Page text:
I've been doing so much reading on this stuff my head hurts. I need a Jedi Master of Suspension Setup to spend some time with me at the track.

JT's03
09-29-2014, 07:13 PM
I was logging the other day street tuning and with the bigger turbo on the car load actually drops ( .20-.30) when it starts to spin the tires. Crazy because I never knew it would show up like that.

CMac89
09-29-2014, 07:14 PM
I can see tire slip on my data logs via engine rpm but of course there is no way to relate that to shock position.

It all happens so fast and smoothly now that I often do not feel the tire slip at all (or at least I'm not attuned to it yet), so without the data log I would not know things weren't perfect.

I've been doing so much reading on this stuff my head hurts. I need a Jedi Master of Suspension Setup to spend some time with me at the track.

It always helps to quantify it, but you can also see cool things like converter slippage and actual stall speed with those loggers.

Those bologna skins are so flimsy and have so much give that it's hard to tell if they're spinning. Since your 60 foot is down, if you feel it spinning you're definitely sacrificing a good amount. With radial slicks you can feel everything that's happening.

It really is pretty simple. You tighten extension so your tires don't collapse and bounce like basketballs, and once that's under control, then you can use the shock for weight transfer. If the ladder bar makes the separation too violent (long wheel base cars have faster action because of how far behind the CoG the instant center of the ladder bars are at) to the point that it's still causing the tires to unload, then you'll need to tighten the compression so that it helps keep the tires from bouncing back and unloading them (causing them to spin).

Then if that still isn't enough, ya gotta readjust pinion angle and start over with shock settings. Pretty much why it makes datalogging shock information useful and saves a lot of time. Definitely not money, though :)

David Neibert
10-01-2014, 02:28 PM
I don't really understand any of the stuff that you and Casey are talking about, but it's still a cool video. How did you mount the camera under there ?

David

SCrazy
10-01-2014, 02:37 PM
I don't really understand any of the stuff that you and Casey are talking about, but it's still a cool video. How did you mount the camera under there ?

David

The camera is a GoPro with a mount on one of the frame rails right back at the bumper. It's just a sticky mount with a couple of tie wraps as backup. These cameras are really pretty cool.

SCrazy
10-01-2014, 02:40 PM
Those bologna skins are so flimsy and have so much give that it's hard to tell if they're spinning. Since your 60 foot is down, if you feel it spinning you're definitely sacrificing a good amount. With radial slicks you can feel everything that's happening.

The tires are supposedly "stiff" sidewall bias ply. I believe they are similar to what Kevin was running which helped me to lock in my choice on them since he is tickling 1.2x 60' times. Hopefully I can air them up and stiffen up those shock to make a difference.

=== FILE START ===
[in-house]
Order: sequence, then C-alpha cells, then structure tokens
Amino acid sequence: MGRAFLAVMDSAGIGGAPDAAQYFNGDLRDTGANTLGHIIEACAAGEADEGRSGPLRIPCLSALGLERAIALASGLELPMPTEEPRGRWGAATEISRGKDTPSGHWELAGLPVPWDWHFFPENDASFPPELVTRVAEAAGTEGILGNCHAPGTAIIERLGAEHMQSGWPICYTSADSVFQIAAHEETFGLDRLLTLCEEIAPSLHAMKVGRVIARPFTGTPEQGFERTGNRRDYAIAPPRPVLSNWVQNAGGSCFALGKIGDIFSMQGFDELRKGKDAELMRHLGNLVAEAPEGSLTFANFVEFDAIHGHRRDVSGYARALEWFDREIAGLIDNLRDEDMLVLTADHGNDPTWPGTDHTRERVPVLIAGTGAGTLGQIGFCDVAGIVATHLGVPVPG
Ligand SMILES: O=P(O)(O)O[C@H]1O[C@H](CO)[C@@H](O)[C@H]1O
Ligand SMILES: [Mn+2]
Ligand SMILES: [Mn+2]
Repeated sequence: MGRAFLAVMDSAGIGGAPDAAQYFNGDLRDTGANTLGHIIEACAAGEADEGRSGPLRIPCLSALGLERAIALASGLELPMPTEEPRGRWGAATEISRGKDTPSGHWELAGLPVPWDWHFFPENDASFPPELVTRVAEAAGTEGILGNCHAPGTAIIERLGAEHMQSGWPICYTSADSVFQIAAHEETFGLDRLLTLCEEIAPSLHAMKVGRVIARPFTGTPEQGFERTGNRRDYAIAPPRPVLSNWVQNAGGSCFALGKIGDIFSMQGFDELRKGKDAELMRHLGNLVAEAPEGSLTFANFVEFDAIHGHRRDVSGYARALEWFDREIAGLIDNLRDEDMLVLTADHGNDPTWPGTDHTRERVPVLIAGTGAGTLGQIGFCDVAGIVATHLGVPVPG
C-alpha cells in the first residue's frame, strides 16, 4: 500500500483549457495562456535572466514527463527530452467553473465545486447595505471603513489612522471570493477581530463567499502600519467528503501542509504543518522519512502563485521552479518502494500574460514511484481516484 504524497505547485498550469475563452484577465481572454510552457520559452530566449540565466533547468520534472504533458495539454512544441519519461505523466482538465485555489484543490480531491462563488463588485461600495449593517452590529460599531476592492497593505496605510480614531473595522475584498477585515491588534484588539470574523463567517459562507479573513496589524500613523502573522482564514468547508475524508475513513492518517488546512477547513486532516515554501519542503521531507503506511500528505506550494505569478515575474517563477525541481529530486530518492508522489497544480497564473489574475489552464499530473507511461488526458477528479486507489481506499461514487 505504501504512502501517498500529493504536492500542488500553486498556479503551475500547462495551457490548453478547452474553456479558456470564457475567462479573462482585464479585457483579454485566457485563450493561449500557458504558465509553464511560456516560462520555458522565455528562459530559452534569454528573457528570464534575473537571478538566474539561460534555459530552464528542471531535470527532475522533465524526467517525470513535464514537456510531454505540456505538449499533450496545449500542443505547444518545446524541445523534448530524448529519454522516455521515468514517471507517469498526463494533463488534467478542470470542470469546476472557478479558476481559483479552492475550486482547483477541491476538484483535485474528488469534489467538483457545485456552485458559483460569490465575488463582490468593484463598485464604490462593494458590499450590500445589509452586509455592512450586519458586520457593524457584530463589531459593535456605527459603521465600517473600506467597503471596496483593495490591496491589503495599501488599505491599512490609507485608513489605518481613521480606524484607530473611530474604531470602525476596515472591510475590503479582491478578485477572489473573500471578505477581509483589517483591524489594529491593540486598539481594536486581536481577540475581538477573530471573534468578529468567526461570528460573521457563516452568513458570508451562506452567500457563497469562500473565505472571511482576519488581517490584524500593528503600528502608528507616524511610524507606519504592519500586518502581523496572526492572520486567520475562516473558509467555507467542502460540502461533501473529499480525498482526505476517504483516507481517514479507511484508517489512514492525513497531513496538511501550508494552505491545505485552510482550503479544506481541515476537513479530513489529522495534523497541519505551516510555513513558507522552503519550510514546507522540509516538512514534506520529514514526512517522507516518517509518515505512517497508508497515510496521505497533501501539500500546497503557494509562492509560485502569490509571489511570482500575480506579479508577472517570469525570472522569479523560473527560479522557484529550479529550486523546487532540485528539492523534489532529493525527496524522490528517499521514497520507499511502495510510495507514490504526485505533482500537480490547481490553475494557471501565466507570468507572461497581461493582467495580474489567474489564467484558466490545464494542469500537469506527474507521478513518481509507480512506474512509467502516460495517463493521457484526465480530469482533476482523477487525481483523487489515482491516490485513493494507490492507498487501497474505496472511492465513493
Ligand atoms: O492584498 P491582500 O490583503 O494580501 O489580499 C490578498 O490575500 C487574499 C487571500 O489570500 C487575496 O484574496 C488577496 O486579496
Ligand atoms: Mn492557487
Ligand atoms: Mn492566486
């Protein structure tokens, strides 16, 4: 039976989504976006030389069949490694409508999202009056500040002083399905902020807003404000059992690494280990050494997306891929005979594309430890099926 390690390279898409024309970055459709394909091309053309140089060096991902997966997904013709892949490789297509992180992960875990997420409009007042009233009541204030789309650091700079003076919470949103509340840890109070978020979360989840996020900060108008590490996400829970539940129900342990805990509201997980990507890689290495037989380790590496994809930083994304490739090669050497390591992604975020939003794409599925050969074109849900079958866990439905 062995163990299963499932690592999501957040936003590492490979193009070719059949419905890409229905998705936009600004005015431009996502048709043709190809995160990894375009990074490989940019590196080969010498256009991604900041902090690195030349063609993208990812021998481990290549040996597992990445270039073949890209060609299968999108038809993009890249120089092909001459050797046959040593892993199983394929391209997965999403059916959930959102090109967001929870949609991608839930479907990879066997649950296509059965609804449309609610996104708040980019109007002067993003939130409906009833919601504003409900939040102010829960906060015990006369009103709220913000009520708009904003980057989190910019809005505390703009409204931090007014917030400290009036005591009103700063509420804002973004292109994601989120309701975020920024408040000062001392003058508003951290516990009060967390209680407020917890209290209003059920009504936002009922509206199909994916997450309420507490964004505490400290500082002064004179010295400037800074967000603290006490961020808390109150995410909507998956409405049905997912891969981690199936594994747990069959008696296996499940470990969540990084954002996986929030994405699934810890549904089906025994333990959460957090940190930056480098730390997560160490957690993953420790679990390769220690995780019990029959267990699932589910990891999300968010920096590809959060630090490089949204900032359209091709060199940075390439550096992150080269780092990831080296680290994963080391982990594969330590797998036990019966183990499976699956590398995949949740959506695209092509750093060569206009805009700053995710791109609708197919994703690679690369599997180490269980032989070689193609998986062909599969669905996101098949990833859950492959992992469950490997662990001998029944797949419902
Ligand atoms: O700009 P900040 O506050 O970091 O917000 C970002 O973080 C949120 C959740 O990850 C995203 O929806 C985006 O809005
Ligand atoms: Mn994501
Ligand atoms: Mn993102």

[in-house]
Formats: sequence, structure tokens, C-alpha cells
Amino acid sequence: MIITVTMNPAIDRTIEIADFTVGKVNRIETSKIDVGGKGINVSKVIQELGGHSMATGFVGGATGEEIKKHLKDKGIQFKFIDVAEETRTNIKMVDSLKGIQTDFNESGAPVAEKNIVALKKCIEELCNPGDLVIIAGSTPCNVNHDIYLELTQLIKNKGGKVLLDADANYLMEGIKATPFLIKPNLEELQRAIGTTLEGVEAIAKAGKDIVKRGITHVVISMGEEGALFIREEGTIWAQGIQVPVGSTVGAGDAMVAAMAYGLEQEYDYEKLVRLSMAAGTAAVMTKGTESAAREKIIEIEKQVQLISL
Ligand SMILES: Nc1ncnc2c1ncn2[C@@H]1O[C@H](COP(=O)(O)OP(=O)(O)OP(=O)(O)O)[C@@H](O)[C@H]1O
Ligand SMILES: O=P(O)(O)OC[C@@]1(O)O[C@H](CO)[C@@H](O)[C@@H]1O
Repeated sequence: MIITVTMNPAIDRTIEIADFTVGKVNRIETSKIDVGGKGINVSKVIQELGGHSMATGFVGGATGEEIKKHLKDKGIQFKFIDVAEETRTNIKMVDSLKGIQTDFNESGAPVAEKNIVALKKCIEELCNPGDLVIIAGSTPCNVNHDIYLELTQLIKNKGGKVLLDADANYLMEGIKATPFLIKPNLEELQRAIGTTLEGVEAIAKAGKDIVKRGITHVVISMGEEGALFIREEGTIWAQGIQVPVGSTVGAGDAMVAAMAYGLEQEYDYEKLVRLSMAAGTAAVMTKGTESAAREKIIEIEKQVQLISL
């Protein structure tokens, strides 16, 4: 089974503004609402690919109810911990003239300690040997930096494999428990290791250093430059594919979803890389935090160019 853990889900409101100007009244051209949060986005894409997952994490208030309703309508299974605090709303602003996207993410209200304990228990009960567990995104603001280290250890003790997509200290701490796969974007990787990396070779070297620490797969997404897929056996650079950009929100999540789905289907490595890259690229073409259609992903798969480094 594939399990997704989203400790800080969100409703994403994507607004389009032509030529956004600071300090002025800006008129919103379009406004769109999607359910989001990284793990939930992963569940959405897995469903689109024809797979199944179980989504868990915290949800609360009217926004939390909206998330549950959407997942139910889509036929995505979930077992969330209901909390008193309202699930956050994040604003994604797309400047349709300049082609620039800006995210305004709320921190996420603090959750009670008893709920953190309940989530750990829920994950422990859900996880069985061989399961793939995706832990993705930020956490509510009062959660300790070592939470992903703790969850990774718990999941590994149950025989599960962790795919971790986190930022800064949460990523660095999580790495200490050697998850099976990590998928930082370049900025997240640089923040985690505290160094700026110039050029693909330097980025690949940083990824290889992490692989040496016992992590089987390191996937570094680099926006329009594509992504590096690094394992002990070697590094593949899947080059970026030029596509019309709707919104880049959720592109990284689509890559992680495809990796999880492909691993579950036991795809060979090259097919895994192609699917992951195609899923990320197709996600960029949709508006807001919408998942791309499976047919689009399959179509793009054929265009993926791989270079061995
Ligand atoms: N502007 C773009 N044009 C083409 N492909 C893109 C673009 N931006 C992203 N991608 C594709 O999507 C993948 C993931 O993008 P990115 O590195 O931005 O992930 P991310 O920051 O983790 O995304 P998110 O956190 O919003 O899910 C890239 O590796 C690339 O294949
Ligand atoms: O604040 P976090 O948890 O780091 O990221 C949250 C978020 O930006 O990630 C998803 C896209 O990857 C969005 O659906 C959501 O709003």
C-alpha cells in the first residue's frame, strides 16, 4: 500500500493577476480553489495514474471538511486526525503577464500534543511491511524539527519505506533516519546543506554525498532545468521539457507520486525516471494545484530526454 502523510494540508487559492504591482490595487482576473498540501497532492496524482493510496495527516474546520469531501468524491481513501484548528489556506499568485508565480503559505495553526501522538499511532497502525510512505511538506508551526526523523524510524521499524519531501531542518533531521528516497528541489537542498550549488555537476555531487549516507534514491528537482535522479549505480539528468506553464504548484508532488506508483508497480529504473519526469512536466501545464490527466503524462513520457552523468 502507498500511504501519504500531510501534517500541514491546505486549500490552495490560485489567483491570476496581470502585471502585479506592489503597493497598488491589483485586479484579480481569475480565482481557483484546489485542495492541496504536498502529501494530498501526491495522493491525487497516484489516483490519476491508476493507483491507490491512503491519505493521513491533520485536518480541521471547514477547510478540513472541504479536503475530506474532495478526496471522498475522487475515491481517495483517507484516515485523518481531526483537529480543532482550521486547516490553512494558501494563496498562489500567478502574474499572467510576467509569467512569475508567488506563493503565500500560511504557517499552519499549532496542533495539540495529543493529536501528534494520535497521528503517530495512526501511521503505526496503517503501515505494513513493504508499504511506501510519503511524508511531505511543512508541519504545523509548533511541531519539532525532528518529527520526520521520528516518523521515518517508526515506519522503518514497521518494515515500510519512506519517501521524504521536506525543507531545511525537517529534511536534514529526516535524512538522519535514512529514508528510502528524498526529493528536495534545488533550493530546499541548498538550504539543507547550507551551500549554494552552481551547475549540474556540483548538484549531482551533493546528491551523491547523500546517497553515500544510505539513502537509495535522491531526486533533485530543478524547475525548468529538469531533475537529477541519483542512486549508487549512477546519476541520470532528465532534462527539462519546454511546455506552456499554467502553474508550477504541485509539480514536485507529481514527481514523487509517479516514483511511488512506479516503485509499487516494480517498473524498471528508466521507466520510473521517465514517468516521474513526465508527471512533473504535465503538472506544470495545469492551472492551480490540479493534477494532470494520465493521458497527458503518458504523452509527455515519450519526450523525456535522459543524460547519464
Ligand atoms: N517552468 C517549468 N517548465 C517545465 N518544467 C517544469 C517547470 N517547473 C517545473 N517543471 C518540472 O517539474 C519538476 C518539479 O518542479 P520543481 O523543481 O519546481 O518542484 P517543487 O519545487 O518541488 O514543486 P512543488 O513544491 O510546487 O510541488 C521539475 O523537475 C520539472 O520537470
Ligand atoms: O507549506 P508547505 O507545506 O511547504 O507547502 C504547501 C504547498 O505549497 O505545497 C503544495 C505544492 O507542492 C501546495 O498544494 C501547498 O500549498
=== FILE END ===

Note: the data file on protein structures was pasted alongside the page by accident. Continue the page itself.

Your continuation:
How much air pressure do you think is a good starting point 14-15 psi?

David Neibert
10-01-2014, 02:59 PM
The camera is a GoPro with a mount on one of the frame rails right back at the bumper. It's just a sticky mount with a couple of tie wraps as backup. These cameras are really pretty cool.

I've got a Hero 3 black edition and might try doing something similar on my 91 SC, just to see whats going on under there.

David

SCrazy
10-01-2014, 03:11 PM
I've got a Hero 3 black edition and might try doing something similar on my 91 SC, just to see whats going on under there.

David

That's the exact same camera I have.

I've had a couple of people taking video of my car with cell phones but stuff happens so fast that I couldn't see what the heck was going on. It's a bit of a pain with the GoPro because it takes a while to process the video....you can't just play it back...but the end results are worth it.

The little clip I posted is really only about a one second piece of a 5 minute long video in real time....the play back was slowed down to 1% of actual speed. The actual video was also a much wider angle that showed the entire width of the rear end from tire to tire....in addition to slowing it down I was able to zoom in and clip the image to only show one shock/tire.....all during editing after the video was shot.

Pretty cool stuff........

SCrazy
10-27-2014, 08:59 AM
I had a new best 60' this weekend 1.397 and I have an undercar slow motion video of the launch


https://www.youtube.com/watch?v=kMy8PoxZVFc&feature=youtu.be

This video clip is about .5 seconds long in real time.

I also have a datalog of the engine rpm:

62253

At the beginning the car is sitting on the trans brake and rev limiter at 4100ish rpm, at launch the rpms climb quickly to about 4800-4900 rpm then stay there for almost a full second before the motor starts to accelerate again. When I first saw this I thought I was seeing wheel spin but looking at the video that is not the case so I'm now assuming this is the torque converter.

I wonder if launching at an rpm that is closer to that 4800rpm plateau will get things moving quicker and eliminate some of that flat spot?

You can see in the video where the car first hits the tires hard then bounces just a little bit before it digs in and the starts to separate again....I wonder if that little bounce corresponds to the beginning of that flat spot in the rpm log?

You can also see the rear end flexing and moving around a little bit at launch.....do you think that is a normal amount of flex/movement?

These videos from the under car camera are really cool!!